Health classes and PSAs have hammered it home that getting hot and heavy has its dangers. Swapping bodily fluids puts you at risk of catching (or transferring) an STD or STI.
But as it turns out, an STD isn’t the only thing you could catch from your most recent fling. It could actually send you to the dentist’s chair.
The Not-So-Sexy Side Of Smooching
It’s fairly common knowledge that when we swap spit with a kiss, we’re swapping germs. If you kiss someone who’s sick, then you’ll likely get sick, too.
The pandemic has practically made us experts on the germy nature of our bodily fluids. But until a 2014 study, we knew less about just how much stuff we’re swapping besides spit.
The study found that we transfer as many as 80 million bacteria during a ten-second kiss. In fact, couples who kiss at least nine times a day have similar oral microbiota even while not kissing.
This bacteria transfer is why we can transmit CMV, herpes, and syphilis via kissing alone. (Bleh.)
But it’s not just STD-causing bacteria you’re trading with your boo. It’s also the bacteria that causes cavities, tooth decay, and gum disease. (Double bleh.)
Cavities, Decay, and Gum Disease (Oh, My!)
So, if your partner transfers that bacteria to you mid-kiss, that bacteria can latch onto your teeth and start the same process. Even those with excellent oral hygiene, Saw explains, are at risk of exposure to cavity-causing germs.
Poor oral hygiene can also lead to gingivitis, an inflammation of the gums. And just like cavities, the bacteria that promotes plaque build-up can transfer via kissing.
Finally, gingivitis can lead to periodontal disease. This gum disease is irreversible and closely linked to our immune systems.
“[Periodontal disease] is caused by a combination of the body’s immune system trying to fight off bacterial infection and the bacteria themselves,” Shape reports. The disease does more than wear away enamel; it wears away gum and bone.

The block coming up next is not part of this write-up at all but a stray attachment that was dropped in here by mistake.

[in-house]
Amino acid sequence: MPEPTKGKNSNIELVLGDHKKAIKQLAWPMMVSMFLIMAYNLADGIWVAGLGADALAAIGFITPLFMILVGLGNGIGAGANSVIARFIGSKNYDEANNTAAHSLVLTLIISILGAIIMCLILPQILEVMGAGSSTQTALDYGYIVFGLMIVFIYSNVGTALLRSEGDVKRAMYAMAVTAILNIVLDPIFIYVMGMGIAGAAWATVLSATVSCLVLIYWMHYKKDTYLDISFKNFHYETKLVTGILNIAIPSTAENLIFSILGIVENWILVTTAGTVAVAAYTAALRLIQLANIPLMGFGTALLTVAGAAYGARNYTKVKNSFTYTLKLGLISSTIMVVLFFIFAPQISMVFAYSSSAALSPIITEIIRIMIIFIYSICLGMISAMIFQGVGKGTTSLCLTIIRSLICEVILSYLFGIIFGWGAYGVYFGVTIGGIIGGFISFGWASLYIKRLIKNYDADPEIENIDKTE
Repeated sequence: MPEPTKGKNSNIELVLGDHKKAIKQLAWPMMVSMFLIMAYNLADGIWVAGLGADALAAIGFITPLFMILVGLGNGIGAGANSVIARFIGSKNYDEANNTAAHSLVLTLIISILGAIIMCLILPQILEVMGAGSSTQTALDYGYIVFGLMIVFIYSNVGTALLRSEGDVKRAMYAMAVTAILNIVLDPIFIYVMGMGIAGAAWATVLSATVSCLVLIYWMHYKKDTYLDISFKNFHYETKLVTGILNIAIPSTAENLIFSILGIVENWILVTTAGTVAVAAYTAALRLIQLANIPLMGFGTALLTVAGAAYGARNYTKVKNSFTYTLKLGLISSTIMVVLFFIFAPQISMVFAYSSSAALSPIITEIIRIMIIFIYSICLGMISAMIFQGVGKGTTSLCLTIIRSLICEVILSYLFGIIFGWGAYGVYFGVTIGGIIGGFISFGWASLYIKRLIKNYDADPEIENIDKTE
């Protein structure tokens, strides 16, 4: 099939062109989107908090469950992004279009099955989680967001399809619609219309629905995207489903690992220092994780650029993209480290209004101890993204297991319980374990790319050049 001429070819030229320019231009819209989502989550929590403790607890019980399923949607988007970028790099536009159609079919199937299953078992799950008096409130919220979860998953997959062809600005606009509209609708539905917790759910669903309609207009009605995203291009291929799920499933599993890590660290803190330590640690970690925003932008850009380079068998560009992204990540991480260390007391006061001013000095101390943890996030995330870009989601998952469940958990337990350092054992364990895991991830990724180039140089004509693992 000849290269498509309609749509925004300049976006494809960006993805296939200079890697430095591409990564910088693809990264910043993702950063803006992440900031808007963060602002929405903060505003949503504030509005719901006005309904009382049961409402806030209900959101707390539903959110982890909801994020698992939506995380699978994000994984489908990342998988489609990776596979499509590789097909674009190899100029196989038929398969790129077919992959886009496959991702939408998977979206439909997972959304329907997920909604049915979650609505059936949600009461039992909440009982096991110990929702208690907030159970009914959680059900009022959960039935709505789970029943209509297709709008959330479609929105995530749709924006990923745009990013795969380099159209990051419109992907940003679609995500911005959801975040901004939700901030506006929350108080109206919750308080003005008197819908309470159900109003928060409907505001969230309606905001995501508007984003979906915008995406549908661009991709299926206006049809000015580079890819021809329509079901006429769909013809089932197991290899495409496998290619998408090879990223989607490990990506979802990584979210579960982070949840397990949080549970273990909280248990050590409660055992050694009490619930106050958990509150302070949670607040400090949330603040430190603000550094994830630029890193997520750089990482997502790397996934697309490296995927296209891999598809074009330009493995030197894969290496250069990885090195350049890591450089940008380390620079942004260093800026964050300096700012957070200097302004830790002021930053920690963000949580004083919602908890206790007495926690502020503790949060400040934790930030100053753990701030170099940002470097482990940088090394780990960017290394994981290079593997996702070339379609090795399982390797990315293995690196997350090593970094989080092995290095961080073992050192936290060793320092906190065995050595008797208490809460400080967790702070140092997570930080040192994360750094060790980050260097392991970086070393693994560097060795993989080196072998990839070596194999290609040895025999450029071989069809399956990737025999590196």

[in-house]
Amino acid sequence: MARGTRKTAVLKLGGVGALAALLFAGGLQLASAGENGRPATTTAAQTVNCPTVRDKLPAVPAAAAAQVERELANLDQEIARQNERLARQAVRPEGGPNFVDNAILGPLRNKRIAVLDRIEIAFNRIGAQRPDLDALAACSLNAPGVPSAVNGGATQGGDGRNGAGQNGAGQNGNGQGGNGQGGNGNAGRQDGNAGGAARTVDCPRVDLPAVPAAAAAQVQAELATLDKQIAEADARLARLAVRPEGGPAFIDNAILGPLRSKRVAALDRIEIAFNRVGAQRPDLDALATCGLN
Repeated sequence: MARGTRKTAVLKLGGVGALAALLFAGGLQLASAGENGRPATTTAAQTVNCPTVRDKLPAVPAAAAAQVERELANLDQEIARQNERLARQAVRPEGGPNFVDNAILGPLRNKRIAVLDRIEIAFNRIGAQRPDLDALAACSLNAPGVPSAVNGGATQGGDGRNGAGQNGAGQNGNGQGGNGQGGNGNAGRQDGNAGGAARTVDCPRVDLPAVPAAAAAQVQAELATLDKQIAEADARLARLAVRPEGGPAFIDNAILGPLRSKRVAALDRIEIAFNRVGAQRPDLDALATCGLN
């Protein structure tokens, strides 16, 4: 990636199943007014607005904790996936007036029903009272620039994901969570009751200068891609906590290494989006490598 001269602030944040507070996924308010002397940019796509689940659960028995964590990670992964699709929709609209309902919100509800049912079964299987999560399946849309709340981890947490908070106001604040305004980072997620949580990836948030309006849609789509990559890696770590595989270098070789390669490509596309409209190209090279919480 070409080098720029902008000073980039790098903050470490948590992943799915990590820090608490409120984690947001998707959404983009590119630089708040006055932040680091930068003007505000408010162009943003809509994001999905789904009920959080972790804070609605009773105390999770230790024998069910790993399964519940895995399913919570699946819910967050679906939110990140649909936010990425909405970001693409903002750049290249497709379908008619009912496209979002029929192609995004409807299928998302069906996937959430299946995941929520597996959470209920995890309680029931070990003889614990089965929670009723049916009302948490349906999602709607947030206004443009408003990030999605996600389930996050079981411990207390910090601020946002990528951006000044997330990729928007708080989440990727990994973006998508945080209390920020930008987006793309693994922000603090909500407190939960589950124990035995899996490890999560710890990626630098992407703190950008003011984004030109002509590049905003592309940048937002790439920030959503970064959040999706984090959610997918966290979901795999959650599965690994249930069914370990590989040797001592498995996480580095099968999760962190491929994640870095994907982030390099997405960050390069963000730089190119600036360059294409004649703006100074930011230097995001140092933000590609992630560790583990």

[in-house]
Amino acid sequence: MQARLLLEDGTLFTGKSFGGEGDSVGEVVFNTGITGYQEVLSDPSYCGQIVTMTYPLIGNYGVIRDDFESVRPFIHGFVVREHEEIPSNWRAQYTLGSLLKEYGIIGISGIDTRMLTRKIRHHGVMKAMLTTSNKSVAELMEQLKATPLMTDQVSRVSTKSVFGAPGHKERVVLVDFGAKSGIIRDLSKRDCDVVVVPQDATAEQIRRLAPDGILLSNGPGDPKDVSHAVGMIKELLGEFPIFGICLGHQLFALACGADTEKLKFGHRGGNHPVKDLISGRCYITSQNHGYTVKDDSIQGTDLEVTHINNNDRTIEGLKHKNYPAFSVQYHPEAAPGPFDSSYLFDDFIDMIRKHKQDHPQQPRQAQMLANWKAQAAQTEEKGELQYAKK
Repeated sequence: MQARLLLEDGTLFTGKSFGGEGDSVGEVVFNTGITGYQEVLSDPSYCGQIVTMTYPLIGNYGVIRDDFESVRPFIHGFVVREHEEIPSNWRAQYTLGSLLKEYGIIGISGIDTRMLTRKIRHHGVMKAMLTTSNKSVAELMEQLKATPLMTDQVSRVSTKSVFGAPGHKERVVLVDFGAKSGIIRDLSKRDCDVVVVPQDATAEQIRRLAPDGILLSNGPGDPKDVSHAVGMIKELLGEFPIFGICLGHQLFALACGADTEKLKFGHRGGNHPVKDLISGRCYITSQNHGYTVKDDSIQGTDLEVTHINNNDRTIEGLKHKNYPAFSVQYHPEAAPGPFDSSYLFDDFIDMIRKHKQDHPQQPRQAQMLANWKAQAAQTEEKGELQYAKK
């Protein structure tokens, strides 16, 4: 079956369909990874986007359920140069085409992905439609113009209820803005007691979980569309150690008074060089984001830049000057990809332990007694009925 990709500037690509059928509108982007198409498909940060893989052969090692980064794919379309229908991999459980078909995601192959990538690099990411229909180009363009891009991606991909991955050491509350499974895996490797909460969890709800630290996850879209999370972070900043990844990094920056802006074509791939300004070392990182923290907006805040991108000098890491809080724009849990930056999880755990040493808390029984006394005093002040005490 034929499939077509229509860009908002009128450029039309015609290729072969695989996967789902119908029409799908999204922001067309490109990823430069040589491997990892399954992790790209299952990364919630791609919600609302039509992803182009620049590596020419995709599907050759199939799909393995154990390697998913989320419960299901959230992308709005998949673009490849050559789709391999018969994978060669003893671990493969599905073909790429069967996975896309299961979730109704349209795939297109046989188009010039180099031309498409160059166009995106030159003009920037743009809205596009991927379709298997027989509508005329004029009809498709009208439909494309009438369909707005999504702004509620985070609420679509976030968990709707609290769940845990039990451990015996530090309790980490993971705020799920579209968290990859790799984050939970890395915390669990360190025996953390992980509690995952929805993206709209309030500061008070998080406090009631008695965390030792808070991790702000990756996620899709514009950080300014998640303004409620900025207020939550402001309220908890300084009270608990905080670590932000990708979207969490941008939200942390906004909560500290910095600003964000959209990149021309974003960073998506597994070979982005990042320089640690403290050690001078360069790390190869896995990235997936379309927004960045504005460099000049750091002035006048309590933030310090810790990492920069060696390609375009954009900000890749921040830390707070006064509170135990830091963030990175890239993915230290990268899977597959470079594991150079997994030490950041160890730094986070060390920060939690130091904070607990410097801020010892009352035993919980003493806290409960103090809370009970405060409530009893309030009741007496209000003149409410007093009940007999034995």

And if that wasn’t enough to make you want to never kiss anyone again ever, periodontal disease has also been linked to diabetes, heart and lung disease, and Alzheimer’s. Uh… not hot.
Is A Kiss A Cavity Waiting To Happen?
This dental dilemma is “surprisingly common,” Shape writes. “Especially when dating new partners.” Periodontist Yvette Carrilo, D.D.S., told Shape that she looks into patients’ dating histories when they come in with sudden gum tissue breakdown.
Luckily, it’ll take a little bit more than one make-out sesh to get a cavity. A lot of it depends on your oral hygiene and immune system.
For example, to develop periodontal disease, “you must have periodontal pockets,” Sienna Palmer, D.D.S., says. These pockets are “spaces between the gum tissue and the root of the tooth caused by an inflammatory response.”
You’re also at greater risk if you’re immunocompromised. Conversely, if you have a healthy immune system, you’re likely not to catch periodontitis from your partner.
Ultimately, everyone’s level of risk is different. “Everyone’s oral environment is unique,” Palmer explains. “You may have tight, healthy gum tissue, smoother tooth surfaces, less root exposure, shallow grooves, or more saliva. This would decrease your chance of developing oral diseases.”
Is There A Way To Avoid This Dental Dilemma?
Mouth condoms? Sexy mouthwash? Maybe you could trick your partner into brushing their teeth pre-make-out sesh as this woman did with handwashing.
Few things kill the mood quite like gingivitis. And if everyone’s risk is different, how do we know we’re not vulnerable to oral disease? A life without kissing seems pretty bleak. So, what can we do to avoid this issue?
Nehi Ogbevoen, D.D.S., said, “It comes down to the ‘bad’ bacteria from the other person, and said bacteria must be able to multiply to actually infect our gums and teeth. As long as you brush and floss as recommended, you shouldn’t have to worry.”
To put your mind a bit at ease, Ogbevoen also says the odds of losing a tooth from kissing are “essentially zero.”
Essentially, your basic oral routine should help prevent cavities and other oral diseases. Brush your teeth at least twice a day, floss regularly and use mouthwash.
If avoiding oral disease (and hefty dentist bills) isn’t motivation enough, then think of it this way: our bodies are naturally inclined to kiss those with healthy mouths.
“The reason you usually aren’t excited about kissing partners with foul-smelling breath is that, biologically, you know bad-smelling breath is associated with the replication of ‘bad’ bacteria that could harm your oral health,” Ogbevoen explains.
While swishing Listerine might not scream ‘romance,’ it very well could be the sexiest thing you can do for you and your partner.